Harvest Hawk Herc


We’ve mentioned the Marine Corps program to “bolt on” a ground attack capability to some of its fleet of KC-130J Hercules. And lo and behold, here’s some video of one doing a live fire exercise.

My eyes are getting pretty old. Can one of you sharp eyed spotters identify the chase plane? I think it’s a T-6 Texan II, but I’m just not sure.

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4 Comments

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4 responses to “Harvest Hawk Herc

  1. captainned

    Def a T-6 Texan II based on the shape and orientation of the tail plane, not that we had lots to go on here.

    Not sure if arming all Herky-Birds is a good idea. We don’t fly the AC variants into humanitarian ops and if every C-130 is now a missile carrier it might help the instant military mission at a net loss for ops as a whole.

    If 3rd world countries say “don’t bring us our donated life-saving goods on C-130s” how else do they get there. C-47s aren’t exactly thick on the ground these days.

    Note to those aircraft designers who have yet to graduate from the middle-school notepad doodled out during the boredom. Start with the C-47, move to the C-130, and design the next turboprop (fuck the jet guys) airlifter that can land anywhere & carry anything. The US always needs one and even the C-130JJ is pushing the limits of a 1950′s airframe. I know what I used to doodle and somewhere in the bored minds of middle-school boys lies our next tactical airlifter.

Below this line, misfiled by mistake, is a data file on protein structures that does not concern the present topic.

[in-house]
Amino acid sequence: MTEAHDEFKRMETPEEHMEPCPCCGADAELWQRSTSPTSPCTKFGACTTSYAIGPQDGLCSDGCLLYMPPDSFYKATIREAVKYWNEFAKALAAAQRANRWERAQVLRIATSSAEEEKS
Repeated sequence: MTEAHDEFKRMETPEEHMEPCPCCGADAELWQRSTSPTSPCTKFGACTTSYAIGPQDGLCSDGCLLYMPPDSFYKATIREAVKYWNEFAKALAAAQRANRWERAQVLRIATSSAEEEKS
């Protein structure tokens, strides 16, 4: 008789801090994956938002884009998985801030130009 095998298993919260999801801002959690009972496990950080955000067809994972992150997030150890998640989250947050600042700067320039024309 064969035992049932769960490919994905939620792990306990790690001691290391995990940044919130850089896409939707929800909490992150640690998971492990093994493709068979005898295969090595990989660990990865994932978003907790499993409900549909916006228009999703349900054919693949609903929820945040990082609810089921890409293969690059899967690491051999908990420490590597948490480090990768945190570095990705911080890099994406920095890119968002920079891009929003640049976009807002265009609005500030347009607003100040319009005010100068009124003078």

• The Air Force (nor the Navy, for that matter) isn’t going to use Harvest Hawk on their airlifters. They can afford to operate a specialized fleet of gunships and MC-130s.

      But the Marines can’t. And don’t forget, in many ways, the real mission for Marine Hercs is the refueling part. Airlift is a nice secondary capability. And now, so is limited ISR/CAS in a benign Air Defense environment.

    • captainned

      Yeah, makes sense for the Marines.

      Still want to see some bored middle-schooler draw our next tactical airlifter.

  2. Chase plane looks a lot like a T-34c.